Saturday, March 15, 2008

Ever so slowly this goes, one word at a time

Gasoline prices have just hit $3.24 a gallon in our little town today, and I was just sitting here cussing at the Arabs and their goddam oil anyway, and so, obviously, my next thought was of Trish.

Trish has been a part of our little blog family here for several days now, and it occurs to me that I haven't really embarrassed her nearly to the extent that this classy lady deserves. Hence, this post (as my other webhost would say.)

To refresh your memory (actually, to help you halfway understand what the feck I 'm talking about), I now reprint her original introductory comment:


trish said...
Hello Max! Thanks for visiting my blog and for the lovely comment.

My husband's parents are both English, and his stepfather was born to English parents living in Rhodesia (now Zimbabwe). Their conversation is peppered with odd little sayings and my husband uses most of them in an ordinary week. Poms would probably find it amusing to hear an Australian man say "bugger this for a game of soldiers" in the same way we find it amusing to hear Americans attempt a "fair dinkum" or "g'day mate." My husband's granny still lives in Yorkshire and she's practically unintelligible to my colonial ears.

There are many differences between The Queen's English and Australian English and I would be happy to add my perspective to this lively discussion.

Cheers, Cobber!
(we don't really say that)

March 11, 2008 4:08 AM


The operative word in this comment, or at least the one I am trying to decipher today, is "Pom." Yes. She called you Poms.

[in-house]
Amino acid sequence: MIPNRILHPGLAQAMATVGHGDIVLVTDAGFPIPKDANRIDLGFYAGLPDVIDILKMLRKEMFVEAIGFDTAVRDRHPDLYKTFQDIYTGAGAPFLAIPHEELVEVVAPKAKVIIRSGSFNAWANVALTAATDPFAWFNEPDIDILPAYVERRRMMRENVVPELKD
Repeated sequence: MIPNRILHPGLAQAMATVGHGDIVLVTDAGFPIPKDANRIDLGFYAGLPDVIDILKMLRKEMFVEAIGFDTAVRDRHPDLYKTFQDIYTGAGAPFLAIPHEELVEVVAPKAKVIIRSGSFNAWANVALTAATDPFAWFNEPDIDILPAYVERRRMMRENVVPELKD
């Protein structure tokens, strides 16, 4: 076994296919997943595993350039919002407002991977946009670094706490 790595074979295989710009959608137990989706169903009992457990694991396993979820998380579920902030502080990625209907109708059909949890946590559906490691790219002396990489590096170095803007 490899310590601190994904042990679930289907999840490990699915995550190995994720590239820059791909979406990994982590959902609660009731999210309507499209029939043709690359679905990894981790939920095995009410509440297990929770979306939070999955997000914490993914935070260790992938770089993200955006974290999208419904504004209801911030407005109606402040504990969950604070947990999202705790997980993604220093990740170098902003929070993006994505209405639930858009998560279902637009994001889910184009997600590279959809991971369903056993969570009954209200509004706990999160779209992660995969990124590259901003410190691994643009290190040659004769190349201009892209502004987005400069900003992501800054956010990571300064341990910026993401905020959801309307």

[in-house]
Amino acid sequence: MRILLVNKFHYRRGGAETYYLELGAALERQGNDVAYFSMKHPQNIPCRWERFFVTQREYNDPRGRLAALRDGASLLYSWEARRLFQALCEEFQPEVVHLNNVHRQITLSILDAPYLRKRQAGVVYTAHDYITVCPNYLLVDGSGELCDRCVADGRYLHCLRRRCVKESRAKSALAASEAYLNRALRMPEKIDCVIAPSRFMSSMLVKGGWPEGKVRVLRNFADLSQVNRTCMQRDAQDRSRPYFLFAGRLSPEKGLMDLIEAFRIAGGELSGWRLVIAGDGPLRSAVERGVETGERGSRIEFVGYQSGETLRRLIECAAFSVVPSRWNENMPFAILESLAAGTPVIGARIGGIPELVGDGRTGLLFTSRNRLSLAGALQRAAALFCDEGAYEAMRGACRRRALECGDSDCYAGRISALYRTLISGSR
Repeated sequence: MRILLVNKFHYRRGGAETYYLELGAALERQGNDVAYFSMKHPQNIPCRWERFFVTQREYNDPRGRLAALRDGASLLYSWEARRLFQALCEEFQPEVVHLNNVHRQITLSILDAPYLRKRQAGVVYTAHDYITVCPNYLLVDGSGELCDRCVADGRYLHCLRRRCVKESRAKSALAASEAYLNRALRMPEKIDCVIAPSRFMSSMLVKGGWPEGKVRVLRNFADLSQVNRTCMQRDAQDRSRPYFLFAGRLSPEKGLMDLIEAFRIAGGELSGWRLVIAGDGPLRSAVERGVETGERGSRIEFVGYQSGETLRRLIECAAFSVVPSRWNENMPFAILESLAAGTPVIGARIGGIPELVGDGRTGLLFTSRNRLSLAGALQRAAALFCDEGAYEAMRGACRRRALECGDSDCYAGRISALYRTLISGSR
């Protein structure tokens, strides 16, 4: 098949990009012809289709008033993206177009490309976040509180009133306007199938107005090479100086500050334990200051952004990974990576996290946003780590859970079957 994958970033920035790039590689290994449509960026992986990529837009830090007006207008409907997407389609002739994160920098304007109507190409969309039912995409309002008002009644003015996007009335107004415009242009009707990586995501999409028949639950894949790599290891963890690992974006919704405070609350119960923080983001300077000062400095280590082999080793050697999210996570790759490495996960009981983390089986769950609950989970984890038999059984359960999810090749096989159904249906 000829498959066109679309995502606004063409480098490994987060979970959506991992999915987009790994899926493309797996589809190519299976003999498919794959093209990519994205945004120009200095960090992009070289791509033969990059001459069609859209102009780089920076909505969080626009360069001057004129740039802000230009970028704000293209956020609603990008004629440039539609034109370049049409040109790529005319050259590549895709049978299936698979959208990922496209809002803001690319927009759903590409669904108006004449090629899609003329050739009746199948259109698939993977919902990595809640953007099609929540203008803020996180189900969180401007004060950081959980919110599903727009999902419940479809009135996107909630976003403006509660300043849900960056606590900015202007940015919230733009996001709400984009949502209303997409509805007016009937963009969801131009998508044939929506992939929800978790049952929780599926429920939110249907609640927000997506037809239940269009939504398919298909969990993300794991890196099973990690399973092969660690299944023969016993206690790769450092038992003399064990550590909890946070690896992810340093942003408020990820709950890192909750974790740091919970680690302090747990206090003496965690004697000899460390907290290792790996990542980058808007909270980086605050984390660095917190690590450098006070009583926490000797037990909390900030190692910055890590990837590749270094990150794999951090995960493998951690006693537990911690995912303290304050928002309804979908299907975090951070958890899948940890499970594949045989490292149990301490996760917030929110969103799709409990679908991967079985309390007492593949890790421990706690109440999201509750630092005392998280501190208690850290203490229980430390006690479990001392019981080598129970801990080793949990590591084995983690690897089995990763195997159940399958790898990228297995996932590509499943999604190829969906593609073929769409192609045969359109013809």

I didn't say anything at first because, well, naturally I thought it was simply another putdown of Americans. I mean, why should Trish be any different than the rest of the planet? But since I am so mentally swift, I, four days later, have decided to look the word up in the dictionary on the outside chance it is really a dictionary-type word. Turns out it is.

The first attempt didn't help much. In it's typical helpful manner, my American dictionary edified me: "Pom. Noun. Short for Pommy."

I don't want to digress here, because this post is going to probably end up being too long as usual, but why can't those stupid academic pricks just give me the definition on the same page instead of making me leaf through more pages? Are they hoping I will spy another word somewhere in between Pom and Pommy that will draw my attention and make me buy something from them? It's almost like these clowns who put their entrecard down at the bottom of their three-mile-long page, which has already taken eleven minutes to load due to all their clever overlays, video snippets, and MP3 files, which, of course, have all opened automatically. Thanks guys. Since I have been on your page so long now, I will surely click on a few of your ads and buy something from one of your affiliates. For sure. Nudge nudge, wink wink.

By the way, since I have already blown my intention for a rare short post (so what the fuck, eh?) let me point out that Google's automatic spellchecker on Blogspot has just informed me that there is no such word as "Pommy." Then why is in the dictionary, dolts? Why don't you spend a few of those GoogleDollars and update your spellchecker program once every couple of decades? Thanks. Poetically, "Blogspot" is not in Google's dictionary either.

If there are a few of you left who are still reading this (leaving out Claire, of course, whose attention span is not nearly long enough to be still mucking around in a post this far down, unless it is about one of her special interests, like making sausages or something like that) let me return to the subject at hand. (Now what was that again? Ah, yes. Embarrassing the classy Trish.)